Mega Man IV is the fourth Mega Man installment on the Game Boy, so I’m going to assume you’re up to speed on the Game Boy series by the point or at least the main NES series before reading on. You’ve been warned. And hey, this one actually lets me start with a bit of plot! It’s not a lot, but it’s present. If you leave the title screen on for a while you’ll be greeted with a cinematic showing Dr. Wily sending his robots into the city and causing destruction, followed by Mega Man gearing up and getting ready to stop him. In the start of the game you’ll also be greeted by Dr. Light for the first time in the Game Boy series, who may or may not be called Dr. Right in this game. I’m still unclear. He sort of explains that Wily is up to no good again and that you have to stop him. He also introduces you to the idea of P chips which can be collected and used to make items, but we’ll get to that later.
So you start playing with the usual select screen, even though it’s a bit fancier here than the typical grid from the previous ones. You choose between four bosses from Mega Man 4 on the NES that you can beat in any order. Once again, these are the same bosses but different stages. Once you beat them you will have a Dr. Wily stage ending in a brand new boss that you nearly defeat before it flees. You then are given the next set of four bosses, this time from the NES Mega Man 5. After defeating them and collecting certain collectibles, you can go to the final set of Wily stages ultimately ending in a second encounter with a powered up version of the new boss and then a three-form fight against Dr. Wily himself. You’ll also be awarded with passwords and some cutscenes along the way. Oh, and for a fun tip, you can hit B on the stage select screen to switch between the two sets of stages once you’ve unlocked the second set.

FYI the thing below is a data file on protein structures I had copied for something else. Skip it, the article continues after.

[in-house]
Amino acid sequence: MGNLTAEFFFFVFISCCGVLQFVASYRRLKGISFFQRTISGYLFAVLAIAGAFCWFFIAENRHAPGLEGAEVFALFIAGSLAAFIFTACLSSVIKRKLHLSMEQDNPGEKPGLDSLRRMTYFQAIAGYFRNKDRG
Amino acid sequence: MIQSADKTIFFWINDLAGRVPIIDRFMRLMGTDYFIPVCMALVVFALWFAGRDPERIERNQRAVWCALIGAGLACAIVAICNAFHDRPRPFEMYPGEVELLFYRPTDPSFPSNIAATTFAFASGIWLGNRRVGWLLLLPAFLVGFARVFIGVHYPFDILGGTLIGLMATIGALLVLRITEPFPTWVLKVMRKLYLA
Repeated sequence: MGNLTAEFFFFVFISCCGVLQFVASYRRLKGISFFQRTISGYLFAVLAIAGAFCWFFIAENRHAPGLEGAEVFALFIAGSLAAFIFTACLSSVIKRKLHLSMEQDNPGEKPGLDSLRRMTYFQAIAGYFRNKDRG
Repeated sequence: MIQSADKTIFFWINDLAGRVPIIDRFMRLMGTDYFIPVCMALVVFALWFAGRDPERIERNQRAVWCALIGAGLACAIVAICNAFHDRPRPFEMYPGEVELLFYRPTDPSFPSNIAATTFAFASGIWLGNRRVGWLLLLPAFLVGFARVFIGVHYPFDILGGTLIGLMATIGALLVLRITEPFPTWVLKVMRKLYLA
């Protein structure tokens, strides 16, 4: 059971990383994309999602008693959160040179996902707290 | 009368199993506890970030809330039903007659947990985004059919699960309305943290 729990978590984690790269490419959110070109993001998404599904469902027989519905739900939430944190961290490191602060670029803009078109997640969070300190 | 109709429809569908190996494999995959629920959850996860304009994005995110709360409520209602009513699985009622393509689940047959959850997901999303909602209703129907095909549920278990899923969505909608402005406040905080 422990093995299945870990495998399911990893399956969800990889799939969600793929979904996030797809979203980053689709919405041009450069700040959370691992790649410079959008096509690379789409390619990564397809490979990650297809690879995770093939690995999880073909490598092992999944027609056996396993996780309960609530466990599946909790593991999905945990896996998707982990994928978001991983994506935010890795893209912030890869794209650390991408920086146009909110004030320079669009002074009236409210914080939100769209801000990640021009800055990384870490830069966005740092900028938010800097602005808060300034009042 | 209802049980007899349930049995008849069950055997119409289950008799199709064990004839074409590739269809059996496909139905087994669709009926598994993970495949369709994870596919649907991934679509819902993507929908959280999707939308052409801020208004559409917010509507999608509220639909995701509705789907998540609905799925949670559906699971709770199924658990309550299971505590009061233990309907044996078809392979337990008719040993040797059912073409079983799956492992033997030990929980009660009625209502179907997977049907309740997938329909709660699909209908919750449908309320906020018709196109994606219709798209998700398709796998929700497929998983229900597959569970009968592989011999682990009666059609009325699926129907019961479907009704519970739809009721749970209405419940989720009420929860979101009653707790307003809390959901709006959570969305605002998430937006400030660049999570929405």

The basic gameplay is about the same as before, but the charged shot now has an even larger blast and some knockback this time around. Rush Coil and Rush Jet are back, but Rush Jet now can only move straight ahead from the starting point. The E-tanks are back, but now there are mini E-tanks, W-tanks, and S-tanks as well. Collecting four mini E-tanks will turn them into one full E-tank. The W-tanks refill all of the ammo for your currently select special weapon and the S-tanks fully refill both your health and all of your weapons. Then there are the new pickups you can find in a few set locations and dropped from enemies known as P chips. These essentially act as currency for you to use between rounds in Dr. Light’s lab, who is apparently referred to in this game by his Japanese name Dr. Right. I looked it up, okay? You can enter the lab by selecting the option after completing a level or, fun fact, by hitting select on the stage select screen. Here you can purchase extra lives, E-tanks, mini E-tanks, W-tanks, S-tanks, ammo refills, and the Energy Balancer which will automatically refill the weapon with the lowest ammo when you pick up an ammo refill unless you have a different weapons specifically selected. It functions the same way in Mega Man 6, if you’re familiar. There’s also a secret upgrade to your buster that shoots an even larger charged shot and makes your bullets fly faster, but it can only be attained through getting four game overs in a row and upon continuing the fourth time you’ll get a short cutscene in the lab about it. This is only active until you turn the system off. You can also get the robotic bird companion Beat in this game by collecting the four letters of its name scattered throughout the first four levels. Beat will fly around and automatically attack enemies for you as long as you have ammo. The one other part to mention is that, in the last four stages, you need to collect letters to spell out Wily in order to unlock the final set of levels. Oh, and the new boss gives you a weapon that’s basically a bomb that you can shoot in eight directions.